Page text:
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Developer hopes to hop on trampoline park trend

Nate Stencil, Stencil Homes
Nate Stencil, Stencil Homes

A developer is bouncing back with an estimated $6 million family trampoline and fun center, after Rochester blocked his plans for an apartment complex.

A split Rochester City Council put the brakes on a plan by South Dakota developer Nate Stencil last summer to build a 164-unit apartment complex in an industrial area on the north side of Technology Drive Northwest between Valleyhigh Drive and West Circle Drive. 

The council denied Stencil's request for tax-increment financing, which he considered necessary for the apartment project to move forward.

During the debate, council members and planning commissioners raised the concern that an industrial facility, like a smelter or a factory, could be built in the future on the open land next to the proposed apartments.

In response to those hot-button comments, Stencil moved ahead to buy the adjacent land on the corner of Commercial Drive Northwest and Technology Drive Northwest.

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Now that land is where a 50,000-square-foot family center "with a heavy emphasis on trampoline-based entertainment" is being proposed, said the developer this week.

"I've been working with a family entertainment center operator from out of town for quite a while… and we now have a commitment," said Stencil. "We're finalizing the architectural drawings so we can submit to city and get off to the races on the construction."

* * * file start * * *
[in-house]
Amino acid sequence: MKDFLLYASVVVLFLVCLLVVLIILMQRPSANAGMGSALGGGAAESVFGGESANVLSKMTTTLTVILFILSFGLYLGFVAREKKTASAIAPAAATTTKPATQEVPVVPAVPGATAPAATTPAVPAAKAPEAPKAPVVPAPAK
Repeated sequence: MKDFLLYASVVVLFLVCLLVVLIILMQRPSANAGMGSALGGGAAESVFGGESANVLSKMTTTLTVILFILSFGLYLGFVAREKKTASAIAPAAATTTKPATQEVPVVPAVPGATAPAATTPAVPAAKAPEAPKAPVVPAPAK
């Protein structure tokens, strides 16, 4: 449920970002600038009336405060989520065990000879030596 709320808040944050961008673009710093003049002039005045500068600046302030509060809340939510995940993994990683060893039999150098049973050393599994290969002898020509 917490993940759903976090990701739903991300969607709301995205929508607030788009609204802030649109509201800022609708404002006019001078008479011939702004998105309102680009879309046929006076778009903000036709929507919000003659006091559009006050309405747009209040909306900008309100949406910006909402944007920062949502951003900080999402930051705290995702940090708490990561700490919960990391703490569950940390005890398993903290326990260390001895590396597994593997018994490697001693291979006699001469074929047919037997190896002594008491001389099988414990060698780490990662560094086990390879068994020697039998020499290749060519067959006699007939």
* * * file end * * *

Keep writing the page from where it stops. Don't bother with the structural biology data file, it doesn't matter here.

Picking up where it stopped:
He hopes to be able to start construction in April or May to be able to open in late 2018 or early 2019.

Stencil describes the center as featuring "American Ninja Warrior"-type obstacle courses, jousting, dodge ball and other trampoline activities. There will also be a large game arcade. The facility is expected to include about 11,000-square-feet of complimentary retail for the parents to use, while the kids are jumping.

Trampoline centers have grown into a more than $1 billion industry as there popularity has leap-frogged other types of family entertainment.The International Association of Trampoline Parks stated at the end of 2017, that there were than 1,000 trampoline parks worldwide. That's a huge leap from the three parks that existed in 2009.

For Stencil, this is a departure from his usual focus on apartments. He entered the Rochester market about five years ago. Since then, he has built several complexes, including Nue52, Kascade Place,The Pines and the soon-to-open Flats on Fourth at 302 Fourth St. SE.

The fight over his proposed Technology Park Apartments in the industrial area in northwest Rochester is a speed bump he hopes to get past to continue to develop in the Med City.

"I obviously have a little bitterness considering the way it all panned out with the apartments next door," he said on Wednesday. "In the long run, this a great project and we're excited to do it. We just wish we were doing both (the trampoline park and Technology Park Apartments)."

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City Council member Nick Campion, who opposed the location the Technology Park Apartments, says he's open to hearing about this new project.

"I'll listen to this proposal with a fresh perspective. I'm ready to consider it with open eyes and open ears," he said.

Stencil says, for his part, he remains committed to working in Rochester.

"You will win some and you lose some, but you can't walk away after you've spent so much money and time in the community," he said.

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